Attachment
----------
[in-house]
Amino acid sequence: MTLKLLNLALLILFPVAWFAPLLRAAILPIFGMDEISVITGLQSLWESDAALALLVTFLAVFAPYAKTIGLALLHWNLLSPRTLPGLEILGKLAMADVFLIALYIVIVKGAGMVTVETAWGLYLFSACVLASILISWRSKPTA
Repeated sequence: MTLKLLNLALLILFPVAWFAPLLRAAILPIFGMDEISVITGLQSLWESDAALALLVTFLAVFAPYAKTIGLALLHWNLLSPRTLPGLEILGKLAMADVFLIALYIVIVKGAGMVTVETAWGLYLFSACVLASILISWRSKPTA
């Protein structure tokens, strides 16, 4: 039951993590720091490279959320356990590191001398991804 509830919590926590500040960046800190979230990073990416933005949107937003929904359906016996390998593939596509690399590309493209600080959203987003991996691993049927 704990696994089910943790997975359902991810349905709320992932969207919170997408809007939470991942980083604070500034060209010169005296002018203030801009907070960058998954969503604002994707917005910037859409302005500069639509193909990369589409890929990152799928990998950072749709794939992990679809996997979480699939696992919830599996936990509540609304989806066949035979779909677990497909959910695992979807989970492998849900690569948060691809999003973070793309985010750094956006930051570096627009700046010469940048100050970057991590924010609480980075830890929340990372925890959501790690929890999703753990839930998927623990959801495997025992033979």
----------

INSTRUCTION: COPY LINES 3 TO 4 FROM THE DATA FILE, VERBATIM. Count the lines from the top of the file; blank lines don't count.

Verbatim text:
Repeated sequence: MTLKLLNLALLILFPVAWFAPLLRAAILPIFGMDEISVITGLQSLWESDAALALLVTFLAVFAPYAKTIGLALLHWNLLSPRTLPGLEILGKLAMADVFLIALYIVIVKGAGMVTVETAWGLYLFSACVLASILISWRSKPTA
């Protein structure tokens, strides 16, 4: 039951993590720091490279959320356990590191001398991804 509830919590926590500040960046800190979230990073990416933005949107937003929904359906016996390998593939596509690399590309493209600080959203987003991996691993049927 704990696994089910943790997975359902991810349905709320992932969207919170997408809007939470991942980083604070500034060209010169005296002018203030801009907070960058998954969503604002994707917005910037859409302005500069639509193909990369589409890929990152799928990998950072749709794939992990679809996997979480699939696992919830599996936990509540609304989806066949035979779909677990497909959910695992979807989970492998849900690569948060691809999003973070793309985010750094956006930051570096627009700046010469940048100050970057991590924010609480980075830890929340990372925890959501790690929890999703753990839930998927623990959801495997025992033979």